The last few years have seen undisputed rock god Sting turning in a widening gyre away from rock, jazz and world-music idioms toward the less familiar airspace of classical music. The singer–bassist took up the lute in 2005 and the following year released a collection of works by Elizabethan composer John Dowland, Songs from the Labyrinth (Deutsche Grammophon). This year saw the release of Twin Spirits (DVD, Opus Arte), a theatrical production about the relationship between Clara and Robert Schumann. Sting and his wife, Trudie Styler, portrayed Robert and Clara in words and were backed by the singing of Simon Keenlyside and Rebecca Evans, who performed songs and Lieder by both Schumanns. Sting spoke to Listen at a New York recording studio, where he was putting the finishing touches on his new winter album, If On a Winter’s Night (Deutsche Grammophon).
Looking over your musical path — from jazz fusion to rock to world music, from three- and four-minute pop songs to longer-form pieces, from 4/4 to more complex time signatures and mixed meter — does your burgeoning interest in classical music come as part of a natural evolution in your search for greater musical complexity?
I’ve always been interested in classical music and was exposed to a lot of it as a child. I don’t really view classical music as a monolithic structure that is impregnable. And there are more ways into it than through the conservatory, as much as I respect that route and that discipline. I treat it with respect, but I feel there are things that I can tackle and make my own, or at least put a different spin on it. I mean, I’m not competing with Plácido [laughs], I’m being myself when I tackle these songs. I’m not a classically trained singer at all, by any means. But, as you well know — with as much respect as I have for that form, it’s a very artificial way of making sound, employed to fill a concert hall without amplification. Now that we have amplification, I think music stylistically tends to follow technology, whether it’s the piano or whatever: you can argue that you can’t play Bach on a pianoforte if you want, but that takes a huge amount of beautiful music out of the canon. So I think sometimes you can afford to innovate, even allowing a parvenu like myself into the fortress just to see what happens.
In Songs from the Labyrinth, your vocal sound begins to differ from that of your earlier solo work. More of an emphasis is placed on longer vowels, legato phrasing, hairpin crescendos and I would even venture to say that you are using more air. Can you discuss your approach and the thought process behind it?
I suppose that material itself would dictate a few stylistic changes. Just the way you need to sing a diphthong is different than the way you’d do it if you were singing a blues or singing rock ‘n’ roll. And so I had to compromise to a certain extent. I had some help there from an American chap, Richard Levitt, and he said, ‘Look, I like the way you’re singing, but take a breath there and don’t take a breath there.’ It was very simple help, but it was very useful help. And I’ve felt that Dowland songs were written before bel canto was invented, when they would sit in small rooms around tables and sing. I can’t imagine that they’d be belting it out like Luciano. So there’s an argument that that’s the way they were designed to be sung. There’s no way you can prove it either for or against [laughs], and I have a great deal of respect for the way it’s normally done by tenors and countertenors — beautiful, amazing technique, but it’s not me. And so I wanted to do something... that was me.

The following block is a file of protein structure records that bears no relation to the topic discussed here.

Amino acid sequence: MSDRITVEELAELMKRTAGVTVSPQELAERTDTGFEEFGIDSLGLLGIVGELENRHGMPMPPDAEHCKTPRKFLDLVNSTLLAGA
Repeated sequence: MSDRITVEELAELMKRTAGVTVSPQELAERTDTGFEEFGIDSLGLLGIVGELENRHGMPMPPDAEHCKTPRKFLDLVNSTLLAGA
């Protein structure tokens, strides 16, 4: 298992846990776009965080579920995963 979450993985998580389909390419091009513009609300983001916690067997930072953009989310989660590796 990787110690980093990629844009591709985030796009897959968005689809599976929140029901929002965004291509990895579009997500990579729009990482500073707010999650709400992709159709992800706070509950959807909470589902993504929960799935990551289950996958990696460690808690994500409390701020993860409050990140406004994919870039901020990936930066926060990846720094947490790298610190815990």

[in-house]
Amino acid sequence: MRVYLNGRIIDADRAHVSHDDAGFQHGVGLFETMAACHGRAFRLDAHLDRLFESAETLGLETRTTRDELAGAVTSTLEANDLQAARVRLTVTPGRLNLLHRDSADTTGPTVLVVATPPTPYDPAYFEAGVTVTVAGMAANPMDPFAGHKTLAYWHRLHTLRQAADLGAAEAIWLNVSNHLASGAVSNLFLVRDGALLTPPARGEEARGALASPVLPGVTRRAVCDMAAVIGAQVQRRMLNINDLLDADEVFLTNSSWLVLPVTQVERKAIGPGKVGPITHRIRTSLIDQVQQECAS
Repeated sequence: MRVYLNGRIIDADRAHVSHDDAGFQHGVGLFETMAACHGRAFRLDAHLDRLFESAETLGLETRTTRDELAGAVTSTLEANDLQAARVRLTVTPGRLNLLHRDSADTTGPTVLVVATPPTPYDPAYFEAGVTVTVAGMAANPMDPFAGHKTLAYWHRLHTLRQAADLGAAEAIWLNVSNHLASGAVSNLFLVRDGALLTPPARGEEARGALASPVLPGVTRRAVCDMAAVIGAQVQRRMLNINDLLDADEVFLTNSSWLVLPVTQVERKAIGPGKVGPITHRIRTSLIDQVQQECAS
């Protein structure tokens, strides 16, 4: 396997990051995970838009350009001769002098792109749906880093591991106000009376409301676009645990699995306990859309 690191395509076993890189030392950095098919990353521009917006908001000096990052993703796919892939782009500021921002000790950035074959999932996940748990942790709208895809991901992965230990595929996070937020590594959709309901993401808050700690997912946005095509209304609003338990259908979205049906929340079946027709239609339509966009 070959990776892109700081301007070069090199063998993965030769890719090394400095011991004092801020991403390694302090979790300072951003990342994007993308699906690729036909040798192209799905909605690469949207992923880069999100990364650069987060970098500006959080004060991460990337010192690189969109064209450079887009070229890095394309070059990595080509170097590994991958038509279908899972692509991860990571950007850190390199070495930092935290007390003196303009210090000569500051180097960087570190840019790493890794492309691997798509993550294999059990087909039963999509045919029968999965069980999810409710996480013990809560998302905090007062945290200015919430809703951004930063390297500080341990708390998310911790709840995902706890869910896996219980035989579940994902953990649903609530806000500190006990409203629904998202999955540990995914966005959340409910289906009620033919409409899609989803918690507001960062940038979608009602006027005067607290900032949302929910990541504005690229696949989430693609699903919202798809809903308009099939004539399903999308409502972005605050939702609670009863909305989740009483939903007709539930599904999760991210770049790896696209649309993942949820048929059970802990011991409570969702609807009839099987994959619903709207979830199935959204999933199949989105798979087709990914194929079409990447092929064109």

You’re still playing the lute. Tell me about the challenges and rewards of taking up an instrument like that… you started it a couple years ago?
I started it four years ago. It’s a bitch. It’s a very, very difficult mistress: too many strings, tuning is a nightmare, and nonetheless I’m fascinated by it. It’s almost a symphonic instrument; it has this huge range. I’m enjoying that — it’s probably a path for life. There’s not much lute on this record, maybe one track, but it’s still a part of my musical life.
Turning to this Schumann project, it’s one thing to know abstractly that Robert and Clara had difficulty receiving consent to be married and that Robert Schumann was overtaken by mental illness, but to watch and hear it play out in epistolary form makes the Schumanns’ story so much more immediate. What did you take away from this project, either musically or extramusically?
I knew Robert Schumann’s music, I never heard Clara Schumann’s music — I knew her name. And I suppose that’s part of the misogyny of music history [laughs]: you would tend to ignore her because she’s a woman. But I was fascinated by her work particularly, and some of the songs are fantastic. What I took away from the whole thing was an incredible sense of sadness — a terrible tragedy those people lived through, and yet [they] created this timeless and eternal music. I have great admiration for that.
A striking line from one of the Robert Schumann letters: ‘Music is nothing more than resonant light.’ I know that for you music has spiritual significance.
I think ‘resonant light’ is exactly right; scientifically, it’s a waveform just as light is, just a different part of the spectrum. I don’t know whether he knew that or whether it was just a poetic intuitive image but certainly it’s true scientifically. But yes, my spiritual life, if I have a spiritual life, is one of music. I seem to be, through music, in touch with something bigger than myself or bigger than the material world. I wouldn’t want to be more specific or detailed about it: it’s a spiritual path, music, classical music probably closer than anything else.
Why is that?